Overall, I really enjoyed this book. It opened my eyes to the power of the stories I regularly tell, and ones I have been told. After reading this book, I know how to craft a compelling story, that will entertain, build rapport with others, persuade others, and help me accomplish my goals. Since reading the book, I have made an effort to tell more stories, and the response has been positive. The fodder for stories is all around, in what I have done, and what I have seen others do. As I start my own business, and continue to teach in the classroom, I plan to craft my storytelling ability to not only educate, but also make more money.
How do you hear about someone if you don't hear their story or a story that they tell you? You're correct - you don't. And if you don't hear about someone, then how likely is it that they are going to become successful? You're right - it's unlikely. The author in this book has strung together a bunch of stories, dropped a lot of names of famous people, and told us that telling stories is where it is at. I thought many of the stories were pretty good, but few were all that compelling.
I found the book to be an easy and quick read. There really wasn't anything earth-shattering between its covers. The message was quite simple, and you'd get it just by reading the title on the cover. So I don't really recommend someone waste their money on this tome.
I have read or skimmed a number of other books on storytelling. I think the following books are pretty good reads and probably would prove to be a better way to spend your money if you would buy one of them instead "Tell to Win." 3 stars!
>>Storytelling for Grantseekers: A Guide to Creative Nonprofit Fundraising
>>What's Your Story? Storytelling to Move Markets, Audiences, People, and Brands
>>Whoever Tells the Best Story Wins: How to Use Your Own Stories to Communicate with Power and Impact
>>Storytelling: Branding in Practice
>>The Leader's Guide to Storytelling: Mastering the Art and Discipline of Business Narrative
>>Improving Your Storytelling: Beyond the Basics for All Who Tell Stories in Work and Play (American Storytelling)
>>The Elements of Persuasion: Use Storytelling to Pitch Better, Sell Faster & Win More Business
I would go one step further and say that the above statement applies to all of life, not just business. We are all constantly trying to sell our ideas and points of view. We are constantly trying to convince others to see things our way - no matter if it is to buy our products/services, become our friends, join our club/organization or cause. Yet most of the time we rely on logical reasons to try and convince others.
Humans make decisions based on emotions and then use logic to justify those decisions. So if we are going to be successful we need a way to engage others emotionally. And from the earliest of history, the most successful way to engage others emotionally is with stories.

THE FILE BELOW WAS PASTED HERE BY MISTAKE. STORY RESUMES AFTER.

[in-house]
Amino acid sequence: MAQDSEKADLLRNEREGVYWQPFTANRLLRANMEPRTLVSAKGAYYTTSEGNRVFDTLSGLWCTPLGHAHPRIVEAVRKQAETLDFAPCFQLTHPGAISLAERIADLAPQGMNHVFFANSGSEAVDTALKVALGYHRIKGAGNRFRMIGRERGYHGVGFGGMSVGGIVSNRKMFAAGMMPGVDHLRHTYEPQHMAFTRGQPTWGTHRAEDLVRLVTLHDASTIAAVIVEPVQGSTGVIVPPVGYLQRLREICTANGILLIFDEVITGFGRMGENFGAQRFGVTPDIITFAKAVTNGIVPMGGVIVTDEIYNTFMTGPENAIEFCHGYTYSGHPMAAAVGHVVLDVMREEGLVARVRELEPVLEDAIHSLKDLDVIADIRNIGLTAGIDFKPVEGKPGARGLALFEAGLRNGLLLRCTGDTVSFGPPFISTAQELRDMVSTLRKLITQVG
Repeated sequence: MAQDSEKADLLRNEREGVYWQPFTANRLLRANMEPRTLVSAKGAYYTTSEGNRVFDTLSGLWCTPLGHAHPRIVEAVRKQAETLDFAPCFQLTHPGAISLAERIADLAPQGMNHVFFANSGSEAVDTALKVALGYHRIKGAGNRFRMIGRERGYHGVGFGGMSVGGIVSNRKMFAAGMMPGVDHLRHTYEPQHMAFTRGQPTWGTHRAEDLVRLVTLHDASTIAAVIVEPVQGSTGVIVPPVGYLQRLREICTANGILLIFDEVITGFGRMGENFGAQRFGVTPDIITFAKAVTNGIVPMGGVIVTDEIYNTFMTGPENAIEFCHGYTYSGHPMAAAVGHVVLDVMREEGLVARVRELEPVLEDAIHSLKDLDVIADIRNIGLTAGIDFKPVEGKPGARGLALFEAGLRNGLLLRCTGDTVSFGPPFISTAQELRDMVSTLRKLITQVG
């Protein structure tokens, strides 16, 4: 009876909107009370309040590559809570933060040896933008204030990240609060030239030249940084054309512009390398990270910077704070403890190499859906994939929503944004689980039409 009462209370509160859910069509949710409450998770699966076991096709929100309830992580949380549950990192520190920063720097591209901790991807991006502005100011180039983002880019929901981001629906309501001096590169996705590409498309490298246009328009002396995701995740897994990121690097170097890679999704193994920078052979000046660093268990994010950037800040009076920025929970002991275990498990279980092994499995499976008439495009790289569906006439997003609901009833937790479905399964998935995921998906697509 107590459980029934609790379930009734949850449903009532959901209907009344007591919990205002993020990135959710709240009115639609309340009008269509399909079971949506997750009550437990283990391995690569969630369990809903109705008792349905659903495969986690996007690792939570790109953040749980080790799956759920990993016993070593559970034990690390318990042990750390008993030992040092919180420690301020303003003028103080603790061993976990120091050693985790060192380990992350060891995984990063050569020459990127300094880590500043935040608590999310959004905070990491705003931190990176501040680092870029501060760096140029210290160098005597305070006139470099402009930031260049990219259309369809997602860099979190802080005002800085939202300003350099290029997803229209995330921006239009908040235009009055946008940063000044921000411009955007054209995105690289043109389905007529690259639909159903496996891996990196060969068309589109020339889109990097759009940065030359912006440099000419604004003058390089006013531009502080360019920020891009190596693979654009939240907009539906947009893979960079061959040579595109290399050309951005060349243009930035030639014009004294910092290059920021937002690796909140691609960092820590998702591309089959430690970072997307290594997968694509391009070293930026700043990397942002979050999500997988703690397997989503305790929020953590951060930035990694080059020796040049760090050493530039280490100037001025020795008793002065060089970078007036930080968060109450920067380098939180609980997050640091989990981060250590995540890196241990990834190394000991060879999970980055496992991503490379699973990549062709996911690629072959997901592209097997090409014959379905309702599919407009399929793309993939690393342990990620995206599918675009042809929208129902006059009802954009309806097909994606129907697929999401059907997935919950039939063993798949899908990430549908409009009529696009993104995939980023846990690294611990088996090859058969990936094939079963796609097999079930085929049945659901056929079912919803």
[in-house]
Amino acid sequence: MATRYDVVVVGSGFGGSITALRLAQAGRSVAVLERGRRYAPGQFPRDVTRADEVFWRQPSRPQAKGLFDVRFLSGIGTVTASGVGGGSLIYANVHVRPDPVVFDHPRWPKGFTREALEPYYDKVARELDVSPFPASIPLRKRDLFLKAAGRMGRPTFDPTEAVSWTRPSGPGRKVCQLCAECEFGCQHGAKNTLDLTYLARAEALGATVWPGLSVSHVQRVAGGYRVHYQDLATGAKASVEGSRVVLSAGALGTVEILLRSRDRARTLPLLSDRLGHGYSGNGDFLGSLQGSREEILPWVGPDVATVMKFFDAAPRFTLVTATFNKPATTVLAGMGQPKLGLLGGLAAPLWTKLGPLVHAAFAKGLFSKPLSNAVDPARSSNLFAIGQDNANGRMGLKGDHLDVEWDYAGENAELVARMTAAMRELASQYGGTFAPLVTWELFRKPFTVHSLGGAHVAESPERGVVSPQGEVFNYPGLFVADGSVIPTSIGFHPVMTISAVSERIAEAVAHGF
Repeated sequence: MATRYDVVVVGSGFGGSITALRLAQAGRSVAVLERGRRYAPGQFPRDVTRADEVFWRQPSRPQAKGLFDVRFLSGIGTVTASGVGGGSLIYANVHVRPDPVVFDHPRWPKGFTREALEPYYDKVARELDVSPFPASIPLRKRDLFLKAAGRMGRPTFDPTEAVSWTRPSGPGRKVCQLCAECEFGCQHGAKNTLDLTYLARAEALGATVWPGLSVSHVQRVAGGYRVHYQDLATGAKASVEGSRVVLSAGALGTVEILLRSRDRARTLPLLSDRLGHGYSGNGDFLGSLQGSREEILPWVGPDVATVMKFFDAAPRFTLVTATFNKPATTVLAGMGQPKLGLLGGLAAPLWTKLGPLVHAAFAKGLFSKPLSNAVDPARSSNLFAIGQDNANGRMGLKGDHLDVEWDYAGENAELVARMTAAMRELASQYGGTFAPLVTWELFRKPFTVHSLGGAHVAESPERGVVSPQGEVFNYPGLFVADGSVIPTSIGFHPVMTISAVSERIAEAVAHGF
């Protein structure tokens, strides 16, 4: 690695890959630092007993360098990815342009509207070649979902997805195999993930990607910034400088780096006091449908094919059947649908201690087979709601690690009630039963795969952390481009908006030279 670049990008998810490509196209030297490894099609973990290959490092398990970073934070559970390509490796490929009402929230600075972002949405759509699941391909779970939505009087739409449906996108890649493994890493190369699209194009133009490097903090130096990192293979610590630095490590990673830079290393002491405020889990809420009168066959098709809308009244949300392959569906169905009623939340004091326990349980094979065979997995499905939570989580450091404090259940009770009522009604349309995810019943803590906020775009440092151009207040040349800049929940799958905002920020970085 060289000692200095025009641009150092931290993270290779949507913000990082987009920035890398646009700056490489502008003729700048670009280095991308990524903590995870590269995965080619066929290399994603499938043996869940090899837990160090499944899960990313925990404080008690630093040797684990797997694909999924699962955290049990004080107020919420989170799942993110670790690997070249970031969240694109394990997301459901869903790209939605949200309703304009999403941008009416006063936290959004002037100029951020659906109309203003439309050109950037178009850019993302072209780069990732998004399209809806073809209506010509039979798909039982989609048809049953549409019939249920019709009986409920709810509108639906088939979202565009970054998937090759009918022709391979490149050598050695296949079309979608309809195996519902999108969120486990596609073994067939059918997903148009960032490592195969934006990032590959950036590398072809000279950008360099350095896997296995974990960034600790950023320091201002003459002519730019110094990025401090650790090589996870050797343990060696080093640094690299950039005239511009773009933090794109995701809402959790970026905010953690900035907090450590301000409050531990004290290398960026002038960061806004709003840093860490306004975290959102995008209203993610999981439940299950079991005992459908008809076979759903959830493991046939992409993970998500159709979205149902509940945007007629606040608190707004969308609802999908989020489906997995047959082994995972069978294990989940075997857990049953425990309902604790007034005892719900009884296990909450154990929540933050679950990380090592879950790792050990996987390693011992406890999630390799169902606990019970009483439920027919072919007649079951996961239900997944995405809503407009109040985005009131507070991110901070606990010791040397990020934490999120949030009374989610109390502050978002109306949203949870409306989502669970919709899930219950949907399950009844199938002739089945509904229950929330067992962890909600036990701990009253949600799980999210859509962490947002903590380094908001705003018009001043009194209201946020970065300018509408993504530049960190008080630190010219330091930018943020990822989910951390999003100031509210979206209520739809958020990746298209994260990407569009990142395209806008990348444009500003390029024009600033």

So Tell to Win is the story of the importance of stories in whatever we do. Stories have the ability to touch our hearts - to make the connection between our minds and our hearts. Stories are much easier to remember than a set of data or historical facts. Therefore we can retain, remember and retell the stories.
Peter Guber has spent his life in the entertainment industry and draws on his wealth of experience to make Tell to Win come to life. The book is filled with interesting stories about how his success was totally dependent on telling the right story. He also shares some failures which were primarily because he failed to craft a good story.
While the book is not a how to manual, there are plenty of lessons scattered throughout the book on the essential elements necessary for crafting and telling a story. Storytelling cannot be reduced to a formula. An effective story is a living, evolving thing. It will and should change with the audience.
One of the real benefits of an effective story is the audience adopts the story and retells/shares the experience.
Storytelling is an art and you will only become successful with practice. We all grew up using/telling stories. Somewhere along the way most of us abandoned stories for facts. We may never achieve the level of proficiency required for the entertainment business, but by studying the tips, techniques and stories in this book, we can become much better at telling our own stories. Crafting our own stories and paying attention to the feedback, we will become better.
The better we become at telling stories, the more successful we will become. This is an important skill to master and there are lots of lessons in this book.